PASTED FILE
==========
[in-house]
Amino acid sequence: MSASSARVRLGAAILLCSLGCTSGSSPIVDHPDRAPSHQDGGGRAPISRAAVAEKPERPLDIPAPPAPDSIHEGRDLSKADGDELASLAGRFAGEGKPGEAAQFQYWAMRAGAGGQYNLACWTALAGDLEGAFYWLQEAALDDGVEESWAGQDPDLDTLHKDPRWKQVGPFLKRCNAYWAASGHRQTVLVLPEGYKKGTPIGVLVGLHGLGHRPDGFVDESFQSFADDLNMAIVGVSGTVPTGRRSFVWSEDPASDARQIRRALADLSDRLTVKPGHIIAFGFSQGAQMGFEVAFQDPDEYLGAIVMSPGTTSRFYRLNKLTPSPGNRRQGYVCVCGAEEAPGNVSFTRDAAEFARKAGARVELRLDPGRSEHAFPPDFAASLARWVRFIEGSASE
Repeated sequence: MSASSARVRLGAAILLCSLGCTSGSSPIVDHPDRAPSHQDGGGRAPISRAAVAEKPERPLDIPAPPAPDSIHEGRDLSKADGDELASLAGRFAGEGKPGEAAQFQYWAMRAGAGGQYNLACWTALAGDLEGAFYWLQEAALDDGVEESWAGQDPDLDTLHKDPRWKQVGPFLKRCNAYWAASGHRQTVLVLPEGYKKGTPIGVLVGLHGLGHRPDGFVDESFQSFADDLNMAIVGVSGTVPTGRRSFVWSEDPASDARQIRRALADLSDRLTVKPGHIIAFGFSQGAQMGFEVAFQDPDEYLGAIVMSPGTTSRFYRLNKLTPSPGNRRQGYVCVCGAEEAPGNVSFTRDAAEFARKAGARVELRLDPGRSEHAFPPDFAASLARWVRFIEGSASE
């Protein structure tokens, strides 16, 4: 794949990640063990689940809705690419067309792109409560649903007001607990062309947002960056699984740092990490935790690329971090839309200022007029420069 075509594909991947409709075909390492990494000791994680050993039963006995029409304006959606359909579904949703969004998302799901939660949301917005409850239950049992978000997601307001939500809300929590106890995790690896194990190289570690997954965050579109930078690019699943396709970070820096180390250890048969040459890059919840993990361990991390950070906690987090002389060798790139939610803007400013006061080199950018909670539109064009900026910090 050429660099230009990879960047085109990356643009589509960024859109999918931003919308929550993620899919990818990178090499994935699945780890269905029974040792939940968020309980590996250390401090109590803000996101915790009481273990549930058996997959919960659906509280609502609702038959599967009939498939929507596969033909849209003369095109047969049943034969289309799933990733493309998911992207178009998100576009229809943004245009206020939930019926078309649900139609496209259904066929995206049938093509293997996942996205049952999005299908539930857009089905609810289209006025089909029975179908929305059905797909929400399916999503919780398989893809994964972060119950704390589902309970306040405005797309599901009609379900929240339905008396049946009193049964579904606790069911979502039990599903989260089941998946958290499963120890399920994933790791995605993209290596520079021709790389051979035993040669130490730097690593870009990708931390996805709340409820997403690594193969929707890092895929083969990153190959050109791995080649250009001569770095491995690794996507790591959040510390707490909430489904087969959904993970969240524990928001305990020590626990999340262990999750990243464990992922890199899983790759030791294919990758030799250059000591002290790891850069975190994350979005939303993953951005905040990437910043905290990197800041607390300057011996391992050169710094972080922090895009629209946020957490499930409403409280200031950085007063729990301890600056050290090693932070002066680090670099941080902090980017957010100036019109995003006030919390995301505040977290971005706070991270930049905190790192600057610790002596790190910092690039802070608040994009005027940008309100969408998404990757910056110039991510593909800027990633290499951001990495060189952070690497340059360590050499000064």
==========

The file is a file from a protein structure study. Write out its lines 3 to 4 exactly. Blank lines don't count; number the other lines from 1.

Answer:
Repeated sequence: MSASSARVRLGAAILLCSLGCTSGSSPIVDHPDRAPSHQDGGGRAPISRAAVAEKPERPLDIPAPPAPDSIHEGRDLSKADGDELASLAGRFAGEGKPGEAAQFQYWAMRAGAGGQYNLACWTALAGDLEGAFYWLQEAALDDGVEESWAGQDPDLDTLHKDPRWKQVGPFLKRCNAYWAASGHRQTVLVLPEGYKKGTPIGVLVGLHGLGHRPDGFVDESFQSFADDLNMAIVGVSGTVPTGRRSFVWSEDPASDARQIRRALADLSDRLTVKPGHIIAFGFSQGAQMGFEVAFQDPDEYLGAIVMSPGTTSRFYRLNKLTPSPGNRRQGYVCVCGAEEAPGNVSFTRDAAEFARKAGARVELRLDPGRSEHAFPPDFAASLARWVRFIEGSASE
């Protein structure tokens, strides 16, 4: 794949990640063990689940809705690419067309792109409560649903007001607990062309947002960056699984740092990490935790690329971090839309200022007029420069 075509594909991947409709075909390492990494000791994680050993039963006995029409304006959606359909579904949703969004998302799901939660949301917005409850239950049992978000997601307001939500809300929590106890995790690896194990190289570690997954965050579109930078690019699943396709970070820096180390250890048969040459890059919840993990361990991390950070906690987090002389060798790139939610803007400013006061080199950018909670539109064009900026910090 050429660099230009990879960047085109990356643009589509960024859109999918931003919308929550993620899919990818990178090499994935699945780890269905029974040792939940968020309980590996250390401090109590803000996101915790009481273990549930058996997959919960659906509280609502609702038959599967009939498939929507596969033909849209003369095109047969049943034969289309799933990733493309998911992207178009998100576009229809943004245009206020939930019926078309649900139609496209259904066929995206049938093509293997996942996205049952999005299908539930857009089905609810289209006025089909029975179908929305059905797909929400399916999503919780398989893809994964972060119950704390589902309970306040405005797309599901009609379900929240339905008396049946009193049964579904606790069911979502039990599903989260089941998946958290499963120890399920994933790791995605993209290596520079021709790389051979035993040669130490730097690593870009990708931390996805709340409820997403690594193969929707890092895929083969990153190959050109791995080649250009001569770095491995690794996507790591959040510390707490909430489904087969959904993970969240524990928001305990020590626990999340262990999750990243464990992922890199899983790759030791294919990758030799250059000591002290790891850069975190994350979005939303993953951005905040990437910043905290990197800041607390300057011996391992050169710094972080922090895009629209946020957490499930409403409280200031950085007063729990301890600056050290090693932070002066680090670099941080902090980017957010100036019109995003006030919390995301505040977290971005706070991270930049905190790192600057610790002596790190910092690039802070608040994009005027940008309100969408998404990757910056110039991510593909800027990633290499951001990495060189952070690497340059360590050499000064």